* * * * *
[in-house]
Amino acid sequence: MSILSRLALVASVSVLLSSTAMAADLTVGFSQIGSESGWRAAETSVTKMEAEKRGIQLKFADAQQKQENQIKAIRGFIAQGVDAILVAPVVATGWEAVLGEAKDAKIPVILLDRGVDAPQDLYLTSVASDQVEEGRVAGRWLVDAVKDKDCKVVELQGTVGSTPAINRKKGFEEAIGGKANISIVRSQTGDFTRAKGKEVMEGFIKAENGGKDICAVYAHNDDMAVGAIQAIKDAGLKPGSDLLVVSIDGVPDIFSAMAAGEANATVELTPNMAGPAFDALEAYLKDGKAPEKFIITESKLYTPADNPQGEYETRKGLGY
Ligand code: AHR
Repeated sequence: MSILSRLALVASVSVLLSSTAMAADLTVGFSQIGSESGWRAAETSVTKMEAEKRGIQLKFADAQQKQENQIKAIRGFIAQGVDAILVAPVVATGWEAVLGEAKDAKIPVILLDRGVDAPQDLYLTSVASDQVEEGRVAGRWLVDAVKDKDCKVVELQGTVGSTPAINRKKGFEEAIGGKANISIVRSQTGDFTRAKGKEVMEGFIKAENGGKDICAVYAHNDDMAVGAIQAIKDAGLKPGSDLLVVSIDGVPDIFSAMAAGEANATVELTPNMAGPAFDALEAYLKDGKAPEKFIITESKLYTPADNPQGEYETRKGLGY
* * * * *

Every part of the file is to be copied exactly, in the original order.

[in-house]
Amino acid sequence: MSILSRLALVASVSVLLSSTAMAADLTVGFSQIGSESGWRAAETSVTKMEAEKRGIQLKFADAQQKQENQIKAIRGFIAQGVDAILVAPVVATGWEAVLGEAKDAKIPVILLDRGVDAPQDLYLTSVASDQVEEGRVAGRWLVDAVKDKDCKVVELQGTVGSTPAINRKKGFEEAIGGKANISIVRSQTGDFTRAKGKEVMEGFIKAENGGKDICAVYAHNDDMAVGAIQAIKDAGLKPGSDLLVVSIDGVPDIFSAMAAGEANATVELTPNMAGPAFDALEAYLKDGKAPEKFIITESKLYTPADNPQGEYETRKGLGY
Ligand code: AHR
Repeated sequence: MSILSRLALVASVSVLLSSTAMAADLTVGFSQIGSESGWRAAETSVTKMEAEKRGIQLKFADAQQKQENQIKAIRGFIAQGVDAILVAPVVATGWEAVLGEAKDAKIPVILLDRGVDAPQDLYLTSVASDQVEEGRVAGRWLVDAVKDKDCKVVELQGTVGSTPAINRKKGFEEAIGGKANISIVRSQTGDFTRAKGKEVMEGFIKAENGGKDICAVYAHNDDMAVGAIQAIKDAGLKPGSDLLVVSIDGVPDIFSAMAAGEANATVELTPNMAGPAFDALEAYLKDGKAPEKFIITESKLYTPADNPQGEYETRKGLGY